Learning From a Woman Leader of the Catholic Reformation

Today we continue our regular series called “Learning from the Saints.” Our guide is expert Bert Ghezzi, a dear friend of mine and the author of numerous books including Voices of the SaintsSaints at Heartand Discover Christ: Developing a Personal Relationship with Jesus.

His more recent books are The Power of Daily Mass and The Heart of Catholicism. You can learn more about Bert and his work at BertGhezzi.com.

Today, Bert profiles St. Colette, the patroness of women seeking to conceive, expectant mothers, and sick children.

Renewing religious institutions is not easy. We would expect a person chosen to reform convents and monasteries to be formidable. Maybe even physically tall, overbearing, and somewhat threatening. God, however, doesn’t seem to agree. For example, in the fifteenth century he selected St. Colette, a young woman the opposite of these characteristics to call Franciscans to a strict observance of the rules of St. Clare and St. Francis.

StColetteNot that Colette was unimpressive. She was a beautiful woman whose radiant inner strength attracted people. However, her spirituality, her commitment to God and her heart for souls, not her physical qualities, suited her for her reforming mission.

At 17, upon her parents’ death, Colette became a Franciscan Tertiary. She lived for eight years as a hermit at Corbie Abbey in Picardy. Toward the end of this time, St. Francis appeared to her and charged her to restore the Poor Clares to their original austerity. When Friar Henry de Beaume came in 1406 to confirm her mission, Colette had the door of her hut torn down, a sign that her solitude was over and her work begun. And she then prayed her commitment:

“I dedicate myself in health, in illness, in my life, in my death, in all my desires, in all my deeds so that I may never work henceforth except for your glory, for the salvation of souls, and towards the reform for which you have chosen me. From this moment on, dearest Lord, there is nothing which I am not prepared to undertake for love of you.”

Colette’s first efforts to reform convents met vigorous opposition. Then she sought the approval of the Avignon pope, Benedict XIII, who professed her as a Poor Clare and put her in charge of all convents she would reform. He also appointed Henry de Beaume to assist her. Thus equipped, she launched her reform in 1410 with the Poor Clares at Besançon. Before her death in 1447, the saint had founded or renewed 17 convents and several friaries throughout France, Savoy, Burgundy and Spain. These accomplishments made Colette a leader of the Catholic Reformation that preceded the Lutheran revolt of the sixteenth century.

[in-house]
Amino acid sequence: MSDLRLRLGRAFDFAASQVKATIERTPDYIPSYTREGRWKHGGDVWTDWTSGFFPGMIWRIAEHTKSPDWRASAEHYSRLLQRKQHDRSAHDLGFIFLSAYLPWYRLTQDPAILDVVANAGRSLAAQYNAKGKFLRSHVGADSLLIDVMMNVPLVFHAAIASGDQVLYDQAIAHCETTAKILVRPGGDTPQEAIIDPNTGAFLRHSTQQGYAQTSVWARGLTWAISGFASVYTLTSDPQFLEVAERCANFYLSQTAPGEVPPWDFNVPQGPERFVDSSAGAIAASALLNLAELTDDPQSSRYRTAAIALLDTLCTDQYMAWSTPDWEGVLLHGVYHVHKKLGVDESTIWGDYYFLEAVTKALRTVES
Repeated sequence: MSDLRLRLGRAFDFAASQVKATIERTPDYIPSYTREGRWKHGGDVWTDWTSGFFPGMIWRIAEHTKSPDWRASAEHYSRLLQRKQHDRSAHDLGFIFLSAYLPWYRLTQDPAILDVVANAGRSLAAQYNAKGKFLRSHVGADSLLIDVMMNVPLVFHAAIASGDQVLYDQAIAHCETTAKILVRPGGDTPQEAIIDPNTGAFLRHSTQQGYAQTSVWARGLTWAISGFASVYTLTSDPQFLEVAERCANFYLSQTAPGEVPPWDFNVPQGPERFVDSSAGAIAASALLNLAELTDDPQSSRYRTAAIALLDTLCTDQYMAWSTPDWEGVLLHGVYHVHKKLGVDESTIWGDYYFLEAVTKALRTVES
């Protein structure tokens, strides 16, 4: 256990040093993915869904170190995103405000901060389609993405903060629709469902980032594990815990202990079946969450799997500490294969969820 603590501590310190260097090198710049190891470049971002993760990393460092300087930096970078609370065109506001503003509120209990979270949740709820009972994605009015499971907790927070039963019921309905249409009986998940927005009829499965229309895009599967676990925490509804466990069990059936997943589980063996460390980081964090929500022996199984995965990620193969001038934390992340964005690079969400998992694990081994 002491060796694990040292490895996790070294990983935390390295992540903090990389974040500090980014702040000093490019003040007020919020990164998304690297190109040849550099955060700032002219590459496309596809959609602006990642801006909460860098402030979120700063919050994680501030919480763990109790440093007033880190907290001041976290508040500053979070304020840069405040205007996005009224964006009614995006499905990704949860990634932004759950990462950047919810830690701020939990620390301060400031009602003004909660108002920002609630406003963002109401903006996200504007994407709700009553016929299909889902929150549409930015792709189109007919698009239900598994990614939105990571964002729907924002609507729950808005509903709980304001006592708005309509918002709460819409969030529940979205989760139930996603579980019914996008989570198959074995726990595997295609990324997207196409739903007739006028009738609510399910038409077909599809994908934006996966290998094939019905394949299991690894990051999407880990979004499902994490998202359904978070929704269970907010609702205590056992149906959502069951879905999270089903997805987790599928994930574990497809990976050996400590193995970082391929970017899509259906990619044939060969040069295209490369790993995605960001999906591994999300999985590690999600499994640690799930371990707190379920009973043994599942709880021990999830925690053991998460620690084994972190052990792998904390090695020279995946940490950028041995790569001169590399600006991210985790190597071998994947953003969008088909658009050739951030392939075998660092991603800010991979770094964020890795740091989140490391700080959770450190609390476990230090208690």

Like Francis and Clare, Colette devoted herself to Christ crucified, spending every Friday meditating on the passion. She is said to have miraculously received a piece of the cross which she gave to St. Vincent Ferrer when he came to visit her.

St. Joan of Arc once passed by St. Colette’s convent in Moulins, but there is no evidence that the two met. Like Joan, Colette was a visionary. Once, for instance, she saw souls falling from grace in great numbers, like flakes in a snowstorm. Afterwards she prayed daily for the conversion of sinners. She personally brought many strays back to Christ and helped them unravel their sinful patterns.

At age 67, Colette foretold her death, received the sacrament of the sick and died at her convent in Ghent, Flanders.

(Image Credit: St. Patrick Blog)

Read more from Bert at his website www.BertGhezzi.com, or check out his many books on Amazon.